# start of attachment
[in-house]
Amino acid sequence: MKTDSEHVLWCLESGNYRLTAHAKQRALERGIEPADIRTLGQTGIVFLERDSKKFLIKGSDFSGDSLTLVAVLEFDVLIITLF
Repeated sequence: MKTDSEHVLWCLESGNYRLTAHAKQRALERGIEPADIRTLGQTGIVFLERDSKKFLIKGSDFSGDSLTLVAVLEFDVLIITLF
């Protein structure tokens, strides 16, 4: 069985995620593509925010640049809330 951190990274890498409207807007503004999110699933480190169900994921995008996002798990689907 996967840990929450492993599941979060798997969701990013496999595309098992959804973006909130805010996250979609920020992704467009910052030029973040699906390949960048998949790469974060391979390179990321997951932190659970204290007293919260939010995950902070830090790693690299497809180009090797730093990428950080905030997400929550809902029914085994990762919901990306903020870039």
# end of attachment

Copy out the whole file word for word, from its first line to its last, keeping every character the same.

[in-house]
Amino acid sequence: MKTDSEHVLWCLESGNYRLTAHAKQRALERGIEPADIRTLGQTGIVFLERDSKKFLIKGSDFSGDSLTLVAVLEFDVLIITLF
Repeated sequence: MKTDSEHVLWCLESGNYRLTAHAKQRALERGIEPADIRTLGQTGIVFLERDSKKFLIKGSDFSGDSLTLVAVLEFDVLIITLF
């Protein structure tokens, strides 16, 4: 069985995620593509925010640049809330 951190990274890498409207807007503004999110699933480190169900994921995008996002798990689907 996967840990929450492993599941979060798997969701990013496999595309098992959804973006909130805010996250979609920020992704467009910052030029973040699906390949960048998949790469974060391979390179990321997951932190659970204290007293919260939010995950902070830090790693690299497809180009090797730093990428950080905030997400929550809902029914085994990762919901990306903020870039």